Design Space Exploration of OpenCL Applications on Heterogeneous Parallel Platforms

Edoardo Paone
Politecnico Di Milano, Dept. of Electronics, Information and Bioengineering
Politecnico Di Milano, 2014


   title={Design space exploration of openCL applications on heterogeneous parallel platforms},

   author={Paone, Edoardo},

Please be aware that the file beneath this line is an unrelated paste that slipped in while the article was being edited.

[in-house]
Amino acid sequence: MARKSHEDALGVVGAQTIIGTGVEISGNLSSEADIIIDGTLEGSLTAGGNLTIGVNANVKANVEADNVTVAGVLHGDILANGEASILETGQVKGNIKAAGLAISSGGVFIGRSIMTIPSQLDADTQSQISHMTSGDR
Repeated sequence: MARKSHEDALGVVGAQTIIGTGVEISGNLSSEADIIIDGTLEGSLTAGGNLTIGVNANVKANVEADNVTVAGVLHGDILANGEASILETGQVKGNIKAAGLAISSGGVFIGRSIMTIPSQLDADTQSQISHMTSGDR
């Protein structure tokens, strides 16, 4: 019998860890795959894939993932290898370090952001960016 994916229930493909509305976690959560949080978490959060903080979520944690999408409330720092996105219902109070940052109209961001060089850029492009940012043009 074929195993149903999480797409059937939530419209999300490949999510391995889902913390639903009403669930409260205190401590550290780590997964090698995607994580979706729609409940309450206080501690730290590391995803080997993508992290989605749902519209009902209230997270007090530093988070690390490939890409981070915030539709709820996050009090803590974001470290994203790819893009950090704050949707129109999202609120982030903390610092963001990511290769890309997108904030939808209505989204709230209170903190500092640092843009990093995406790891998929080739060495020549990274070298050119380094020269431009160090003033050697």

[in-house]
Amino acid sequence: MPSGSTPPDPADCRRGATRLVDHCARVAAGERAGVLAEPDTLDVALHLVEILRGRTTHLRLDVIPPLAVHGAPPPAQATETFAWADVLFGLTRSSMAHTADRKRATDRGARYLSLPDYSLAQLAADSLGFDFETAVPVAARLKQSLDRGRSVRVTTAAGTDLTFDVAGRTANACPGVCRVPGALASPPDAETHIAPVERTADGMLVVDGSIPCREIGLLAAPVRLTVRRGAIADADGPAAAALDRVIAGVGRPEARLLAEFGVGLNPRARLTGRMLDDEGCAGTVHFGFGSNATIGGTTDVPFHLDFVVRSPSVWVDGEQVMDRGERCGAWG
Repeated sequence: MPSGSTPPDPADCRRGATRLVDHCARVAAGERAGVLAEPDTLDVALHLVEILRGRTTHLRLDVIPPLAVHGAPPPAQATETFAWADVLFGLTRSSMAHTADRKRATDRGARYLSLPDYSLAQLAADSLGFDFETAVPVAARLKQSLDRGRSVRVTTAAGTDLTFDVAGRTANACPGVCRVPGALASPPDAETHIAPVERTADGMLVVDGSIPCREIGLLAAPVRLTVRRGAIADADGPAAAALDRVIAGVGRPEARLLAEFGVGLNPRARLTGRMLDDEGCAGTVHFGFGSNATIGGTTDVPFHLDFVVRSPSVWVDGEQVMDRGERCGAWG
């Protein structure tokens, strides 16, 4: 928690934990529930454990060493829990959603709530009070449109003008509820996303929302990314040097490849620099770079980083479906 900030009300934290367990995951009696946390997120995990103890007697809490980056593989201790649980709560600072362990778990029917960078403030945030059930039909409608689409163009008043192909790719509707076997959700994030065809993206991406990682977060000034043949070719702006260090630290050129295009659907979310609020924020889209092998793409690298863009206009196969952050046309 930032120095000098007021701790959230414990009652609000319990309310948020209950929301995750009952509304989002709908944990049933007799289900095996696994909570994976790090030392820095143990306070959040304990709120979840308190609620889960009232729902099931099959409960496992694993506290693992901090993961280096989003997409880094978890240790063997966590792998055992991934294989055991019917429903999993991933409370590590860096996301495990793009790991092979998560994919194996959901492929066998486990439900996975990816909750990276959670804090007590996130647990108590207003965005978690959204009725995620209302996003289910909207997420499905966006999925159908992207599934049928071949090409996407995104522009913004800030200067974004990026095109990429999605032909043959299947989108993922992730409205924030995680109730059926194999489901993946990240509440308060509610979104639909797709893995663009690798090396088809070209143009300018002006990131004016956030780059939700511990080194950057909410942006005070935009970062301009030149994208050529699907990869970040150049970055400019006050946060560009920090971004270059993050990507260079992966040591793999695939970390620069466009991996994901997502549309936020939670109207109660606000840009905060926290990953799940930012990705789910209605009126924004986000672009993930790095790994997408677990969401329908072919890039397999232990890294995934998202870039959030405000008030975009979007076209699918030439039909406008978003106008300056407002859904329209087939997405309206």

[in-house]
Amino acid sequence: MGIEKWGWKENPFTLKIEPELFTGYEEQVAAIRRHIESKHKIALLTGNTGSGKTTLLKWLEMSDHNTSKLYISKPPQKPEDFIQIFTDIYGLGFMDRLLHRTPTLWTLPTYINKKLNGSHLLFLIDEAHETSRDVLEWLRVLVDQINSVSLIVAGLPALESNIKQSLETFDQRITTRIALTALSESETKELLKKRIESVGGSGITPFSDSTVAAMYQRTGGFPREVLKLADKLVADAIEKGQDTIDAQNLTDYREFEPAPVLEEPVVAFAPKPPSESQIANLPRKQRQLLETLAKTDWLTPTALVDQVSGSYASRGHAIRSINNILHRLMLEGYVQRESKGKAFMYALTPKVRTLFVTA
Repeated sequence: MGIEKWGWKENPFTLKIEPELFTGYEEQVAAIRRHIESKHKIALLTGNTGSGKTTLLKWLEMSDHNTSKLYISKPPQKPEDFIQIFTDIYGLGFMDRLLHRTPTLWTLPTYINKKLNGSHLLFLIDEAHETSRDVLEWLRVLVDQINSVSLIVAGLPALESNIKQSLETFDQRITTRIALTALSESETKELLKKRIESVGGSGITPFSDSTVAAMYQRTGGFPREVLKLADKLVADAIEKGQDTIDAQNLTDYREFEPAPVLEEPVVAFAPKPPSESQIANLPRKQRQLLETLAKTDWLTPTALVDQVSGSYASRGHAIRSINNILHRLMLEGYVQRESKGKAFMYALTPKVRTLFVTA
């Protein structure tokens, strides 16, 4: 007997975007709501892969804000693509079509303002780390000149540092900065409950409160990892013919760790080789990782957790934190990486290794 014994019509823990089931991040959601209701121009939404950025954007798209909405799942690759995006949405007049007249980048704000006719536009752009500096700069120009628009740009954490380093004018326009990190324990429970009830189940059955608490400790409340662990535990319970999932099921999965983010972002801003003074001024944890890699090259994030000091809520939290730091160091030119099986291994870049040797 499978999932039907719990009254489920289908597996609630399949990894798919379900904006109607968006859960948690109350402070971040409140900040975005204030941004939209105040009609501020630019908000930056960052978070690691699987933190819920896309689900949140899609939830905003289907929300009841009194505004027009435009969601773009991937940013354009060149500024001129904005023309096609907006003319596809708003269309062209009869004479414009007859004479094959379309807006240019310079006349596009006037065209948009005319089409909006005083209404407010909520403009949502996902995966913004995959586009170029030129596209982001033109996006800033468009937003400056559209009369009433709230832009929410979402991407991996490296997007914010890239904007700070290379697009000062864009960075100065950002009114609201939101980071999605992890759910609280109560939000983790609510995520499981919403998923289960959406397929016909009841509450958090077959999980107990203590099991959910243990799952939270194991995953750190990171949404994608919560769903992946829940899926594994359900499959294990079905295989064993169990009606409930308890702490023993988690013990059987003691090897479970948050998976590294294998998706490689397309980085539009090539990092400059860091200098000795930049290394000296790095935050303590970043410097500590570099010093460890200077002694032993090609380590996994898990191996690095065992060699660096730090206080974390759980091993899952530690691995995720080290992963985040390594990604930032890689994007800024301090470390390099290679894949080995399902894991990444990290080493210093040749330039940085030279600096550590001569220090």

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Parallel programming is a skill which software engineers no longer can do without, since multi- and many-core architectures have been widely adopted for general-purpose computing platforms. In 2006 Intel introduced the first multi-core processor on the consumer market and, at the same time, NVIDIA unveiled CUDA, a programming paradigm to exploit Graphics Processing Units (GPUs) for general purpose computing. Some years later (2008) the Khronos Consortium released the first specification of OpenCL, an open cross-platform API, inspired by CUDA, to efficiently exploit data-level parallelism while enabling application portability across different computing platforms. This API ensures functional portability of applications, so the same code can be compiled and executed on multi-core CPUs as well as GPGPUs, but also synthesized and deployed on FPGAs. However, additional fine-tuning of the application code might be needed in order to take the most performance out of a specific architecture. Another important aspect for application optimization is the exploitation of architectural heterogeneity on modern computing platforms. The convergence to globally heterogeneous locally homogeneous parallel architectures, in both the embedded and High Performance Computing (HPC) domains, leads to a rapid overlapping of the challenges related to the efficient exploitation of the available computing devices. In particular, mapping of application tasks cannot be considered independently from specific optimization of each task, besides accounting for the overhead of data transfers and synchronization between different devices. Code customization and task mapping represent the main challenge for the design and optimization of OpenCL applications targeted to heterogeneous parallel platforms. At this aim, the Design Space Exploration (DSE) methodology presented in this thesis allows to efficiently explore the customization options of a parametric OpenCL application design. On the one hand, the proposed techniques reduce the exploration time on simulation platforms while providing close-to-optimal solutions; on the other hand, they exploit platform-specific constraints to prune out unfeasible solutions from the design space. Task-level parallelism could be combined with request-level parallelism, in order to deploy and run multiple independent OpenCL applications on the same platform. This application scenario is enabled by the increasing number of cores integrated in the same chip, however modern platforms still lack run-time management to support applications with resource sharing. Thus, multi-application use cases often suffer from resource contention and performance degradation, especially under dynamic workload variations. The contribution of this thesis consists of the DSE support to generate Pareto-optimal application configurations, with different trade-offs between performance and QoS. A run-time management technique is presented, which exploits the knowledge-base gathered at design-time to implement effective application auto-tuning. By including platform metrics and resource utilization in the optimization phase, this methodology also supports performance-aware scheduling on multi-core platforms and improves the overall system performance with respect to soft real-time constraints. The proposed design methodology and runtime software layer have been implemented and demonstrated on a real case-study – an OpenCL stereo-matching application – targeting different industrial platforms.
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